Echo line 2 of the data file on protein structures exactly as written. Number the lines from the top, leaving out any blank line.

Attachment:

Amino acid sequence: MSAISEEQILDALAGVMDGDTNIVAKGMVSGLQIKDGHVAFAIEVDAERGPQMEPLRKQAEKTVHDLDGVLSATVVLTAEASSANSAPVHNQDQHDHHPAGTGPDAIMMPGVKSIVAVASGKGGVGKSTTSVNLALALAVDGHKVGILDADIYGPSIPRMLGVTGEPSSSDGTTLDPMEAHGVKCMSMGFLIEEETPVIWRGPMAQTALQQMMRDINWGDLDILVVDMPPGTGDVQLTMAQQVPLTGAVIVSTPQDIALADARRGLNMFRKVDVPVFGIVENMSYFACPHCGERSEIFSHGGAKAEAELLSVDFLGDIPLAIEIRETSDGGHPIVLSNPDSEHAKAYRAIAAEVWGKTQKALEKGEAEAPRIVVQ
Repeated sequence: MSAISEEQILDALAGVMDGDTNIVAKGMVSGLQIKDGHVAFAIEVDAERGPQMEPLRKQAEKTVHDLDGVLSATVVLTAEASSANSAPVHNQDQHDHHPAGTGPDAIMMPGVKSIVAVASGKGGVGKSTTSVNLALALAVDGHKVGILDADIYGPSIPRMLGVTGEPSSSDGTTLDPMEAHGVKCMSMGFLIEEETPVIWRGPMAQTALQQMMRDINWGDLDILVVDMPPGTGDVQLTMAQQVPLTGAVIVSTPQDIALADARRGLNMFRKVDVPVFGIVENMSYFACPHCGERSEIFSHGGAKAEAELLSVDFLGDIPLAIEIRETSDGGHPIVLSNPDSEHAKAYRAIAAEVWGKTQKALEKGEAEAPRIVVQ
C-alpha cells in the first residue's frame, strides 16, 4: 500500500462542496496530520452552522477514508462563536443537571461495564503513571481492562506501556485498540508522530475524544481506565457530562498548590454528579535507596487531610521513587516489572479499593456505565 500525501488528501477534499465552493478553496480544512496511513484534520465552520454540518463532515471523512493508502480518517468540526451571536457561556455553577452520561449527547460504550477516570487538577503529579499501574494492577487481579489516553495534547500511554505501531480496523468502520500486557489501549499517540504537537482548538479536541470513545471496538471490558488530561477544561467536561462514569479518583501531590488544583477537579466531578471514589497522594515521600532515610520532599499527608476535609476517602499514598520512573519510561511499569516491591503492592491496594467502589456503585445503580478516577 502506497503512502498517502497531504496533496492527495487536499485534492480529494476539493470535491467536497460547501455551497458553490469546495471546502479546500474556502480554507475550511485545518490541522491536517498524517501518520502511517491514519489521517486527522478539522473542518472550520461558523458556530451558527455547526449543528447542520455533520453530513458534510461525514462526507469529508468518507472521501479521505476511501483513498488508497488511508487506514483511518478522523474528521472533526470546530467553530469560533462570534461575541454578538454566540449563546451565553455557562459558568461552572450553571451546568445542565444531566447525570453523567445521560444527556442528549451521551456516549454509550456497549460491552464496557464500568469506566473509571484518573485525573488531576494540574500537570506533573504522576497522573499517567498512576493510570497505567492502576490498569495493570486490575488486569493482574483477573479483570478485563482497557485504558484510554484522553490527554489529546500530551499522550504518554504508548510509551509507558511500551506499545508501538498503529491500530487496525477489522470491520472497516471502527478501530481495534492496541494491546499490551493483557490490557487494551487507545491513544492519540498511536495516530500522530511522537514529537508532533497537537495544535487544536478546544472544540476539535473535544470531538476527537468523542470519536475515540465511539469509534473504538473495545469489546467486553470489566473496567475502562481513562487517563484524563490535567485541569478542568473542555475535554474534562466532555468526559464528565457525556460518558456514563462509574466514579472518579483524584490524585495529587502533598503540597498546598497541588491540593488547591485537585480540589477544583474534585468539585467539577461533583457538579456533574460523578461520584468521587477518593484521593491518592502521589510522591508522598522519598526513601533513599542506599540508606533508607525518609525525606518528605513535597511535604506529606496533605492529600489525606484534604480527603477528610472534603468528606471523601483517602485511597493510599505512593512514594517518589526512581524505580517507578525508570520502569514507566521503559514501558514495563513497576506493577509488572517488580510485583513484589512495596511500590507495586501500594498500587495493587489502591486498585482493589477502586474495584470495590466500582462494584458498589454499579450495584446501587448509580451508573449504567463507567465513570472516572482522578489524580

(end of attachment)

Repeated sequence: MSAISEEQILDALAGVMDGDTNIVAKGMVSGLQIKDGHVAFAIEVDAERGPQMEPLRKQAEKTVHDLDGVLSATVVLTAEASSANSAPVHNQDQHDHHPAGTGPDAIMMPGVKSIVAVASGKGGVGKSTTSVNLALALAVDGHKVGILDADIYGPSIPRMLGVTGEPSSSDGTTLDPMEAHGVKCMSMGFLIEEETPVIWRGPMAQTALQQMMRDINWGDLDILVVDMPPGTGDVQLTMAQQVPLTGAVIVSTPQDIALADARRGLNMFRKVDVPVFGIVENMSYFACPHCGERSEIFSHGGAKAEAELLSVDFLGDIPLAIEIRETSDGGHPIVLSNPDSEHAKAYRAIAAEVWGKTQKALEKGEAEAPRIVVQ